Most health care practitioners never ask “Why are these fibroadenomas showing up?”. Doctors tell you not to worry, they’re common. That doesn’t mean it’s normal and most women should have to deal with them. It’s a sign something is out of balance like nutrient deficiencies, imbalanced hormones, etc.

6 - Where do you think breast health has gone wrong in its approach?
Something’s there? Cut it out. Cancer? Remove the breast.

I understand their approach of wanting to remove as much of the affected area as possible, but this approach is often done without finding the root cause. What are the patient’s nutrient deficiencies? Is she taking care of everyone but herself? What is she eating? Did she suffer trauma? Does she express herself or keep everything bottled up? Are there trapped emotions?

I had someone reach out to me and tell me she had a mastectomy after receiving a breast cancer diagnosis and the cancer came back. It has nothing to do with the breasts.

I don’t think women are presented with enough information to truly make an informed decision. I mean women are getting preventative mastectomies because they have a certain gene. Again, with the advent of epigenetics, we know that we can turn our genes off and on with our environment. Perhaps we should be focusing on creating healthy environments.

We make most of our decisions out of fear. And I’m guilty of this too. But it’s time to perhaps do things from a place of love.

Dis-ease is merely an absence of love.

7 - What do you feel are some of the common ways that we mistreat our breasts (ie. underwire bras?)

Wearing underwire or super tight bras, using chemical filled deodorants and skin care, not doing breast massage ( it’s really about moving them more than massaging them), eating pooly, not nurturing ourselves.

Avoiding them completely out of fear. Ignoring that monthly breast pain and tenderness. Our bodies are constantly communicating with us. We need to listen.

We also judge, shame and criticize them. Too big, too small, too saggy and it goes on and on. They’re incredibly sexualized and even censored on social media. It’s crazy how much one body part gets so much attention from others but so little from ourselves.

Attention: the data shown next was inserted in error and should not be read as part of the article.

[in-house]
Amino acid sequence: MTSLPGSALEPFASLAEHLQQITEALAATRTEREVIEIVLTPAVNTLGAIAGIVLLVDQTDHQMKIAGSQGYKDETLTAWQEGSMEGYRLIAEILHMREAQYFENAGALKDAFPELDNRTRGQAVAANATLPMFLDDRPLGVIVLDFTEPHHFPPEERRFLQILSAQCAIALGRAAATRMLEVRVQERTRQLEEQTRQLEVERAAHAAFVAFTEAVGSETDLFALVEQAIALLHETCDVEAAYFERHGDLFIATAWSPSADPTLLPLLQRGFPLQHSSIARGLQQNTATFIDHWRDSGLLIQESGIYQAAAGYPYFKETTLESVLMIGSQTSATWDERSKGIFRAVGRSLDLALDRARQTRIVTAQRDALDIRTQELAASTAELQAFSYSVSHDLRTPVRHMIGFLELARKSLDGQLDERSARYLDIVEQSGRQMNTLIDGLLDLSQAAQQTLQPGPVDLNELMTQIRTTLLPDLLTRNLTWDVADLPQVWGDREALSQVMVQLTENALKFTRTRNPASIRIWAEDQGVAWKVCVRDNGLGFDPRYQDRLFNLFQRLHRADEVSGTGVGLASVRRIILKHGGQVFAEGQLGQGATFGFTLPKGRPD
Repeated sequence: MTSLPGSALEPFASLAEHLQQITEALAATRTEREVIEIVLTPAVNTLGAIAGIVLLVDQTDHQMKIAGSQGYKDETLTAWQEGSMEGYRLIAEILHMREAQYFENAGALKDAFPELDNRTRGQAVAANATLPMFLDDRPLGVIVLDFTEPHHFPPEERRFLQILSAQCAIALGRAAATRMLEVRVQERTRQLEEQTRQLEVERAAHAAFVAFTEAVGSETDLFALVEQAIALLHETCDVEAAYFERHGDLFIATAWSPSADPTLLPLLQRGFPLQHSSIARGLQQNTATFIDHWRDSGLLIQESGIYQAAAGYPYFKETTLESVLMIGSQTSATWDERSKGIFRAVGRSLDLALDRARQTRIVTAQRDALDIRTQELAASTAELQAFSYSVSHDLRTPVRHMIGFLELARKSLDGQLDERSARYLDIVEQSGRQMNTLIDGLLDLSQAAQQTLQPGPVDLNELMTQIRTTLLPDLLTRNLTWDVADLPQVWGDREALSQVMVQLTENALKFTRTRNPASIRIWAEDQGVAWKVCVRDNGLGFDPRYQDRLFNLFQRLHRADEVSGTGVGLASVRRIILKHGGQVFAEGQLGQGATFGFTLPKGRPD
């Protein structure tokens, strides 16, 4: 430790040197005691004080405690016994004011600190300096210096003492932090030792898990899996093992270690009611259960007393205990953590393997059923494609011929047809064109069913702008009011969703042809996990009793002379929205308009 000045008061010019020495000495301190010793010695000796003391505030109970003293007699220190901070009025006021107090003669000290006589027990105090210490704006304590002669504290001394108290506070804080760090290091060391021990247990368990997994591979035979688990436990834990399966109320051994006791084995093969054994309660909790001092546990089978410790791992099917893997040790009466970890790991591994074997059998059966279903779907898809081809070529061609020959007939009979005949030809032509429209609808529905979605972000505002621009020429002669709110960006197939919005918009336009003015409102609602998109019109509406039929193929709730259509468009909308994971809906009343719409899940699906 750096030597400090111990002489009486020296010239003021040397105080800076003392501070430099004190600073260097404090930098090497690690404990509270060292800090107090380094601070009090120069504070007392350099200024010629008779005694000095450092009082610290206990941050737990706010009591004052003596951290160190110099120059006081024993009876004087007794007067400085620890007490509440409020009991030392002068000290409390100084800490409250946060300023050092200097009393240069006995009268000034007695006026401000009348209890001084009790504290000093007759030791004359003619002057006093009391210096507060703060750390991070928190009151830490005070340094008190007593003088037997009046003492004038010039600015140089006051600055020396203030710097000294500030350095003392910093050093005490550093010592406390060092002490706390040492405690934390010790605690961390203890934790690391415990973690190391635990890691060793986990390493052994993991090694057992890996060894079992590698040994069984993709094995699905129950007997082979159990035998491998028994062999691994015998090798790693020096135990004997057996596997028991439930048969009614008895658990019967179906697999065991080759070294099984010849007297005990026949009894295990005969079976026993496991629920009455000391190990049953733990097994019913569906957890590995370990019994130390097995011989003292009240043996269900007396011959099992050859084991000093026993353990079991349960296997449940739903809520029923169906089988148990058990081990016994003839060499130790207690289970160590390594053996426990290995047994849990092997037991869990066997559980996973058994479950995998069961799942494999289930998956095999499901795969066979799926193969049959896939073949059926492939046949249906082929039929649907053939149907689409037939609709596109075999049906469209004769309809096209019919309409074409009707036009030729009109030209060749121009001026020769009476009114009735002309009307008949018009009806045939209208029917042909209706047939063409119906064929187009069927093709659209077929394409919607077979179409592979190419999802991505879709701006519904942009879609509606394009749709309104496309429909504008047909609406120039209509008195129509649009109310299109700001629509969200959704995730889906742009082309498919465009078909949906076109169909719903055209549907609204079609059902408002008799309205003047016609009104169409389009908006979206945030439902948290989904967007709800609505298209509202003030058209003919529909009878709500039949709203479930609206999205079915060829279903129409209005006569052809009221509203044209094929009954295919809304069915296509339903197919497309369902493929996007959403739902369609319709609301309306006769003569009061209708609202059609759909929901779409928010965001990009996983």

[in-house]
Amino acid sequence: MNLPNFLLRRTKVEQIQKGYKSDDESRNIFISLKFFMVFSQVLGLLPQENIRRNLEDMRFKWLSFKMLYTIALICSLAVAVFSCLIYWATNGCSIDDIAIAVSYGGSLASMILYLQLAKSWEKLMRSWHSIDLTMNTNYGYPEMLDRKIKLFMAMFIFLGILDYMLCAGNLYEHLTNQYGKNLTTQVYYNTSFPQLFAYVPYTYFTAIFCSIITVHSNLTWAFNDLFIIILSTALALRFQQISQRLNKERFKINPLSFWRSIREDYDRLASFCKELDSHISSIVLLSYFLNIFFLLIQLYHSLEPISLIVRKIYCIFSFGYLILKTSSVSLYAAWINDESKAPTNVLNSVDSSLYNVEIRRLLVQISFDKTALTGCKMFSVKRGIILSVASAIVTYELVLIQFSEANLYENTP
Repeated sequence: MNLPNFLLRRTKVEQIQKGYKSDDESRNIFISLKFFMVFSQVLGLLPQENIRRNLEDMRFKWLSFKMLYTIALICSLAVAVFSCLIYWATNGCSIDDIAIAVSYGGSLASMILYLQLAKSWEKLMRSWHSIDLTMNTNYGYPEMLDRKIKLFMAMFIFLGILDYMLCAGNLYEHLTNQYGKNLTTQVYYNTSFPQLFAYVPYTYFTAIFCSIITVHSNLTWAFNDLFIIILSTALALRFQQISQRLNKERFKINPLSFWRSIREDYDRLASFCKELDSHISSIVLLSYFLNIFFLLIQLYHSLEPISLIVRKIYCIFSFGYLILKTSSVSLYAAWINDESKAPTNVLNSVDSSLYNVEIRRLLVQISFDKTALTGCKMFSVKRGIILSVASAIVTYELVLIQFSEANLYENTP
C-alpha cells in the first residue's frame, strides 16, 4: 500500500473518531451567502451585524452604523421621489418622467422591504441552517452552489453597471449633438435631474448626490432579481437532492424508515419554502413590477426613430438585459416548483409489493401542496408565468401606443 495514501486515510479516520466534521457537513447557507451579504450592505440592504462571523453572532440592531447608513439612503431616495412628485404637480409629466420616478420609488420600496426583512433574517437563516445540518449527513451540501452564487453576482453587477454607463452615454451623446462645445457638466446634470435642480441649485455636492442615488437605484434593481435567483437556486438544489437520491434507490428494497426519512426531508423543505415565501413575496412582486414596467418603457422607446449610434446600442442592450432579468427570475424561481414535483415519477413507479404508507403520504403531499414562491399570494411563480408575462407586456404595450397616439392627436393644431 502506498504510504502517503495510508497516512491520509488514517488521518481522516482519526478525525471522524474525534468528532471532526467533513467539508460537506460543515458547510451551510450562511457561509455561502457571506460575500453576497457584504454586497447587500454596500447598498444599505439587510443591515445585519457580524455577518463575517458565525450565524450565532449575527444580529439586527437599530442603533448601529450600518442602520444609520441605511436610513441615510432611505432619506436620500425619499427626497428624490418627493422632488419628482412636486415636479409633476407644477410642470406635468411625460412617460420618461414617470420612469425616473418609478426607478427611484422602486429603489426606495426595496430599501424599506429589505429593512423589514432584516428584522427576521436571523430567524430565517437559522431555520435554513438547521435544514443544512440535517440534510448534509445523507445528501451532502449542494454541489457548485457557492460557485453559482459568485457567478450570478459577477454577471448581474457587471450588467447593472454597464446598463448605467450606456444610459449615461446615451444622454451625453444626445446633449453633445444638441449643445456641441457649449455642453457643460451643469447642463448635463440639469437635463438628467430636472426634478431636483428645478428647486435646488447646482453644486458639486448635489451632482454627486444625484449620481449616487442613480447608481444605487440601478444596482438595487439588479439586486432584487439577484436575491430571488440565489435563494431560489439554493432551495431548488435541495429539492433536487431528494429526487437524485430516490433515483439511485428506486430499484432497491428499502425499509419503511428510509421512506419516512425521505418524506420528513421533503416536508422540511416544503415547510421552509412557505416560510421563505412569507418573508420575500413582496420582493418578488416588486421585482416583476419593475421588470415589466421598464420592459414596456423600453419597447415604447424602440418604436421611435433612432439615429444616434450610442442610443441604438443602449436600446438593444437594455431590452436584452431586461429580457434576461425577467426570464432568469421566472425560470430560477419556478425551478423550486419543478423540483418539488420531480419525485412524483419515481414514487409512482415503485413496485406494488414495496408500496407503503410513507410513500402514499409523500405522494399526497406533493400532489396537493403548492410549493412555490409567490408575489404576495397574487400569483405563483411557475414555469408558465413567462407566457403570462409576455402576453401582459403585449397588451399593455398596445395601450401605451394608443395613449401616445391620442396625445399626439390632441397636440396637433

8 - What are the top 5 supplements or herbs you recommend women take for breast health?

Vitamin D3/K2 - this one is super important
B vitamins complex

It’s tough with herbs, there are so many amazing ones...

Dandelion root

9 - What are the top 5 foods you recommend to support breast health?

Cruciferous Vegetables
Leafy Greens
Broccoli Sprouts

Oh and make sure it’s non GMO and organic! So important.

10 - Top 3 books about holistic health/breast health that you feel everyone should be familiar with?

Renegade Beauty by Nadine Artemis
Breast Cancer! Breast Health! by Susun Weed
Women’s Bodies, Women’s Wisdom by Dr. Christiane Northrup

11 - And since we're a little bit about self care ;-) What's your recipe for the perfect evening and what are the products you use?

I love a good mask. They’ve always felt so luxurious. When you’re using a breast mask, you’re forced to stop and chill. There’s no running outside with it - well, unless you live in the forest or something. The breasts hold a particular type of energy - that of nurturance. It’s important we nurture ourselves and our breasts.

I love to light candles, play some music, have an herbal infusion all the while using the breast mask and sitting in the bath. And I love to lather myself with amazing oils afterwards. Face, body and breast oils!

I’m currently using Living Libations on my face, and Osea and Nucifera on my body. There are also so many great breast oils on the market but I’ve been using my ginger turmeric infused castor oil and I’ve noticed big shifts in how my breasts feel.

*A tip for women who are currently using any breast oil : add some castor oil (if it doesn’t already have it) to help bring the oil’s medicine deeper into the breast tissue.